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-   -   Malaria Treatment in the Bush (http://www.horizonsunlimited.com/hubb/staying-healthy-on-the-road/malaria-treatment-in-the-bush-35942)

Travelbug 15 Jun 2008 18:51

Malaria Treatment in the Bush
 
Hi,

has anyone in this forum made personal experience with malaria?

I am wondering how Malarone, Lariam etc. work if taken (in a heavy dosis) as a cure instead of a precaution.

Has anyone in the forum ever taken a heavy dosis, without a doctor, while in the bush?

Some travellers say that there is good local treatments in Africa, even in remoter areas, to the extent that they don't take any precautions any more.

I will be in Congo, Cameroon and Gabon for several weeks and I really need to consider if I want to take Malarone over an extended period of time.

Nixa 15 Jun 2008 19:18

These are not questions for forum!
Go to a doctor and ask, don't play risk with these things

Walkabout 15 Jun 2008 19:47

There are quite a few threads in here already about similar questions and discussions - do a search for the keyword of your choice.
As one contributor in here:-

http://www.horizonsunlimited.com/hub...reatment-22410

says, lots of General Practice Docs in the UK know next to nothing about Tropical Diseases.

docsherlock 15 Jun 2008 21:25

Malaria
 
Don't piss about with malaria - it can kill you quickly. You need a full protection package which includes the mainstay of bite avoidance - long sleeves, insecticide treated mosquito nets and repellant and clothes treated with repellant as well as taking the appropriate prophylaxis; it is important to realize that taking the prophylaxis does not guarantee you won't get malaria.

You need to take the right stuff at the right time for the right duration and be alert to flu like symptoms, headaches, chills and sweats etc even after you return - most UK GP's will be able to give you sensible advice or a specialized travel clinic will be even better. You are right that the same drugs are used for treatment as prophylaxis but in different doses and regimens - if you have been taking a particular drug for prophylaxis and you still get malaria the treating doctor may give you a different drug again as the parasite may be resistant to the drug you were taking.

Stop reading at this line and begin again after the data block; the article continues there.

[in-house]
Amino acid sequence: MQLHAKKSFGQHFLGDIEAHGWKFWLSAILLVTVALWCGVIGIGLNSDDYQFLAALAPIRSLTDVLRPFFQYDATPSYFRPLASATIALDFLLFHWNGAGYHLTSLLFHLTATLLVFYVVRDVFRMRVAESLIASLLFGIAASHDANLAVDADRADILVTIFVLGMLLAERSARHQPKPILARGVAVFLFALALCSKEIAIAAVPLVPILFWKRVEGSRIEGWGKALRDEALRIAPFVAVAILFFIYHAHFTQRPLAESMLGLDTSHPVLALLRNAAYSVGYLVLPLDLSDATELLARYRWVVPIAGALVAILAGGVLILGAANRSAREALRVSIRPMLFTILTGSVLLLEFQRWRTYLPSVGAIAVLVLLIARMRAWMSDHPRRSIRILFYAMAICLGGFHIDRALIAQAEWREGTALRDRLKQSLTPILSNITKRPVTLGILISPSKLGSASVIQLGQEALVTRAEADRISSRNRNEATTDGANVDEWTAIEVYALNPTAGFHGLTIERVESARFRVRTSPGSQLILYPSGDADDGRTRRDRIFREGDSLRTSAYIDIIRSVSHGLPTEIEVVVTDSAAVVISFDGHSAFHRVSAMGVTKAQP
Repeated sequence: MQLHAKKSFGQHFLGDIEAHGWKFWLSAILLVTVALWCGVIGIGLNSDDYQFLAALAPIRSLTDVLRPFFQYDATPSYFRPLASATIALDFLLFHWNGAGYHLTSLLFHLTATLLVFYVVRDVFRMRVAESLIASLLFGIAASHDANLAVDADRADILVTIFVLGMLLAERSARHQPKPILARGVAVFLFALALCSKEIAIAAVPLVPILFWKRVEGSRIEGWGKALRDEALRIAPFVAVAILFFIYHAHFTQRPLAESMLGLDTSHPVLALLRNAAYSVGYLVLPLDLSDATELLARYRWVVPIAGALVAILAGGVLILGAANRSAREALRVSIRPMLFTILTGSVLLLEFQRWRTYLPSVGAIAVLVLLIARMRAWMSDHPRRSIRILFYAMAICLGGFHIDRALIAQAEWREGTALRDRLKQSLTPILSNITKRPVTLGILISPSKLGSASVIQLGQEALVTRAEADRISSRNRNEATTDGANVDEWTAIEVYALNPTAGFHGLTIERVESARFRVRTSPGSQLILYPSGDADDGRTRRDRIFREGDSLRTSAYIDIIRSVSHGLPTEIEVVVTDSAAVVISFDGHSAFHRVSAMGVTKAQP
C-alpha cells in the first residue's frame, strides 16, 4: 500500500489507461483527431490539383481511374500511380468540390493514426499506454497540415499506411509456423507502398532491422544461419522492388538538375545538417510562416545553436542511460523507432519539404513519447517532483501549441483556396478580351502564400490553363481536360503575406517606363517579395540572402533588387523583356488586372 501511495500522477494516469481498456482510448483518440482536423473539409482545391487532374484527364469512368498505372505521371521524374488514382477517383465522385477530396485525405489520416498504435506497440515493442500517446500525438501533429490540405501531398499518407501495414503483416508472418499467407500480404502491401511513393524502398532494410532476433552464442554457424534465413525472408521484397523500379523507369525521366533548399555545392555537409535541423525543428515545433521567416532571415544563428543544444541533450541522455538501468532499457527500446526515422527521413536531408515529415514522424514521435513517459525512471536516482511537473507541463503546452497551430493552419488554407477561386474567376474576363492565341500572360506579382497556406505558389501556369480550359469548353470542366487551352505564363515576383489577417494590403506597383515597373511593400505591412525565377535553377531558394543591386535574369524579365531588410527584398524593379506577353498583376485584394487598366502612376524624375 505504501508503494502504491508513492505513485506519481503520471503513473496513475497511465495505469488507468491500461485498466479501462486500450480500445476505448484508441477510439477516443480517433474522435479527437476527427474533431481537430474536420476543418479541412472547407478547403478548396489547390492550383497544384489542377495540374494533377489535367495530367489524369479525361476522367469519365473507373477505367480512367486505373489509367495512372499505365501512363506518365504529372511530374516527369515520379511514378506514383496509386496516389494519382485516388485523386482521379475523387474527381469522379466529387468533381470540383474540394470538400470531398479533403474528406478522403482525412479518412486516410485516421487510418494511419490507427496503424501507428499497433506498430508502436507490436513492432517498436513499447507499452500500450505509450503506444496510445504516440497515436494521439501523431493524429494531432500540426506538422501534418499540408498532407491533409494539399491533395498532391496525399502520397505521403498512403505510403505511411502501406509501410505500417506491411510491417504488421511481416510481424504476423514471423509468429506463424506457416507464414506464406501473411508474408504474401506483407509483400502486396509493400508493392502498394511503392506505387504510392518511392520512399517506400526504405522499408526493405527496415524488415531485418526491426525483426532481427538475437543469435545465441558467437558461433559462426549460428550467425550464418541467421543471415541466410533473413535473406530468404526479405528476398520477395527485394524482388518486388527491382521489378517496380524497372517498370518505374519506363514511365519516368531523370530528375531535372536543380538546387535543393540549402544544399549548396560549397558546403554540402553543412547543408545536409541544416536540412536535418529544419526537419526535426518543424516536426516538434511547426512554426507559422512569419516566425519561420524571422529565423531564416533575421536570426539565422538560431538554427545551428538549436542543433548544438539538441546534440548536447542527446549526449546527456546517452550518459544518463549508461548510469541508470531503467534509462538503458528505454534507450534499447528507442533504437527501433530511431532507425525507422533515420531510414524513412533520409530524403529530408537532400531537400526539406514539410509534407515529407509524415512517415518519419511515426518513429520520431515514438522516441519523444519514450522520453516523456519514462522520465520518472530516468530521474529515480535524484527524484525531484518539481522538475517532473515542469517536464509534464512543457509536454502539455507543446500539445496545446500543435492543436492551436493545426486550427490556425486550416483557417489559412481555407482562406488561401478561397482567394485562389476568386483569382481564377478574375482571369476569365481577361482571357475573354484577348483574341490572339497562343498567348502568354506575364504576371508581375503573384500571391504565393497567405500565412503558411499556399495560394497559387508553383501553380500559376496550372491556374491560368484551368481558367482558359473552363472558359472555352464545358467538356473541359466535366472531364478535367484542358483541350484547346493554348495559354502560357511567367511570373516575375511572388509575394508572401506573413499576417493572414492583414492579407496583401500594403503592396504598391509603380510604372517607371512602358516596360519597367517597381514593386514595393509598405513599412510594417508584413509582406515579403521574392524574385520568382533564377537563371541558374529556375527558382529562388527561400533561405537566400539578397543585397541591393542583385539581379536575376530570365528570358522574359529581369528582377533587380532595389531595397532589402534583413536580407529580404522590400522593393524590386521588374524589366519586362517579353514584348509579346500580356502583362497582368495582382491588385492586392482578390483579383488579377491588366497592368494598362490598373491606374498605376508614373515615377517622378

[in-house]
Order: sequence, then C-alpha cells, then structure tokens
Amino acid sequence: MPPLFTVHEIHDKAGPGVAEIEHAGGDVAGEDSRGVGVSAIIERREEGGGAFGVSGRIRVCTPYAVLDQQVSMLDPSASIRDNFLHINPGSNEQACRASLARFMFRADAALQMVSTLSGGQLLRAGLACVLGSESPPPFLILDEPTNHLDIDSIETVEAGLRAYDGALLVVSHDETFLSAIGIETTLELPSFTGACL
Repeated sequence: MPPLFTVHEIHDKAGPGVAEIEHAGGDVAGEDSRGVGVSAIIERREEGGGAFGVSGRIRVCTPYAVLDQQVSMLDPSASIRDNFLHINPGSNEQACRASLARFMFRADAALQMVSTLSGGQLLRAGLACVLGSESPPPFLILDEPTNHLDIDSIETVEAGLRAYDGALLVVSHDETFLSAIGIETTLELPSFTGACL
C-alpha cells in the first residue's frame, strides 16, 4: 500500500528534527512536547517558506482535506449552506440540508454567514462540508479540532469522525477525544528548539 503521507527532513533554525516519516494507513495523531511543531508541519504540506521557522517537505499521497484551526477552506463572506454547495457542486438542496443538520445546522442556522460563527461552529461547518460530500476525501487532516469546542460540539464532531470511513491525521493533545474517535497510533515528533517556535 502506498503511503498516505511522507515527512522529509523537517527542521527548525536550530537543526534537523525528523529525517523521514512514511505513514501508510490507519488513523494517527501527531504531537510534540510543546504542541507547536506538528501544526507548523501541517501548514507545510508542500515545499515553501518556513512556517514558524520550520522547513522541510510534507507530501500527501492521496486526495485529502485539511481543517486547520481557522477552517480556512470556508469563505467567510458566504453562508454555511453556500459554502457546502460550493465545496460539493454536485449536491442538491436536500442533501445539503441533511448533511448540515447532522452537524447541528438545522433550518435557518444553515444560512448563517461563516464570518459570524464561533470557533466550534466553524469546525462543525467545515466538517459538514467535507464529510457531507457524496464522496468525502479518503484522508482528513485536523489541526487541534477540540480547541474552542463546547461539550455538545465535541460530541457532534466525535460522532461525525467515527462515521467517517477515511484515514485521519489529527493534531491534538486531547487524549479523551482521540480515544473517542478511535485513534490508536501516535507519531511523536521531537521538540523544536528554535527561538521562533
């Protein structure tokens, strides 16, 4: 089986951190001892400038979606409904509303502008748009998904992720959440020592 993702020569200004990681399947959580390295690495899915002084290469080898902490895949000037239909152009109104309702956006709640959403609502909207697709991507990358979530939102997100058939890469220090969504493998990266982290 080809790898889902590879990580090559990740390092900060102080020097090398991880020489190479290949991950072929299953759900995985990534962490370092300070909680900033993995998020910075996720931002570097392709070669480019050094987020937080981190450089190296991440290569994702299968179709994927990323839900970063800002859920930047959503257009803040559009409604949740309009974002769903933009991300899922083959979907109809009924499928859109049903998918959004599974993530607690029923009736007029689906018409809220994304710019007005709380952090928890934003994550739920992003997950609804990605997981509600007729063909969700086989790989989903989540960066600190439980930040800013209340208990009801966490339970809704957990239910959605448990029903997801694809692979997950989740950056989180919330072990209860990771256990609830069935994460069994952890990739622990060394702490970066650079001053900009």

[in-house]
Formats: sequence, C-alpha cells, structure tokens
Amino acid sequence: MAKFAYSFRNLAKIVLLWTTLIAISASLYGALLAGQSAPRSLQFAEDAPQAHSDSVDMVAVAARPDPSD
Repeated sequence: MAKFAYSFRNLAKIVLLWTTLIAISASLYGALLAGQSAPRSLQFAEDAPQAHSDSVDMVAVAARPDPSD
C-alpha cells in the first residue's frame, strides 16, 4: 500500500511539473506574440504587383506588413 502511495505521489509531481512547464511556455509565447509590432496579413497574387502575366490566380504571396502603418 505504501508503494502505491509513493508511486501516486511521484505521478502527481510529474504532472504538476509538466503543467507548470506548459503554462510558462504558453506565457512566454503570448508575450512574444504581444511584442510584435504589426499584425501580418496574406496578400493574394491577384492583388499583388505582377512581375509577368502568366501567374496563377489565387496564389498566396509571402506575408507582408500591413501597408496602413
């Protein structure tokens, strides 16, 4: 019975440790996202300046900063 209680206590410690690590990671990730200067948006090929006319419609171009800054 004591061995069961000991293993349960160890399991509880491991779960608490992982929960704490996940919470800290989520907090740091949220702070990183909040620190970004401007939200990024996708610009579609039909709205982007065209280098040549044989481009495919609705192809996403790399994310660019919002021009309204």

Finally, be aware that many drugs available in the third world are counterfeit - take your own supply bought in a first world country from a reputable source - i.e. not from the internet. I suggest seeking medical advice before you go from a reputable travel clinic.

I reiterate - do not mess around with malaria - it is a killer. Take good medical advice and follow it and don't skimp on the drugs or other precautions. Seek advice from a reputable doctor and clinic if you feel at all unwell in a malarious area - it can have a variety of presentations; even if you don't have it you may have another mosquito-borne disease such as Dengue Fever which although just uncomfortable the first time you get it, can kill you on subsequent occasions.

SW

Travelbug 16 Jun 2008 06:14

Nixa,

you'd be surprised how little doctors in Europe know about tropical diseases.

You'd also be surprised how knowledgeable doctors are in tropical countries.

I have had my share of tough diseases in the tropics - although luckily not malaria - and I'd always prefer to be in the best hospital in a tropical capital, as opposed to an average hospital in Central Europe, or worse, the UK.

Again: anyone who has made personal experience with a TREATMENT of malaria - as opposed to prophylaxis ? Maybe with Malarone?

P.S.: Walkabout, your link was useful. They refer to a successful treatment called Arthenam, available in Africa, but not in the US or Europe.

Walkabout 16 Jun 2008 14:56

Quote:

Originally Posted by Travelbug (Post 194548)
P.S.: Walkabout, your link was useful. They refer to a successful treatment called Arthenam, available in Africa, but not in the US or Europe.

Thanks Travelbug.

It's an interesting question that you pose and a good variation on the other threads that have discussed the pros and cons of malaria prevention and treatment.
Hopefully some more information about Arthenam may come forth.

MotoEdde 16 Jun 2008 15:46

Having had it twice...once about 8 years ago, and a second time in 2007, I'll give you a quick brief...

The forum venue is not a sufficient place to provide you anything more than guidance of where to go to get information. Unfortunately, your local doctors don't have the experience or time to develop a good understanding of something that occurs worlds away.

Malaria is a complicated thing...do you research on the CDC website for starters...

CDC - Malaria

WHO | Malaria

MotoEdde 16 Jun 2008 15:52

Quote:

Originally Posted by Travelbug (Post 194548)
Nixa,

you'd be surprised how little doctors in Europe know about tropical diseases.

You'd also be surprised how knowledgeable doctors are in tropical countries.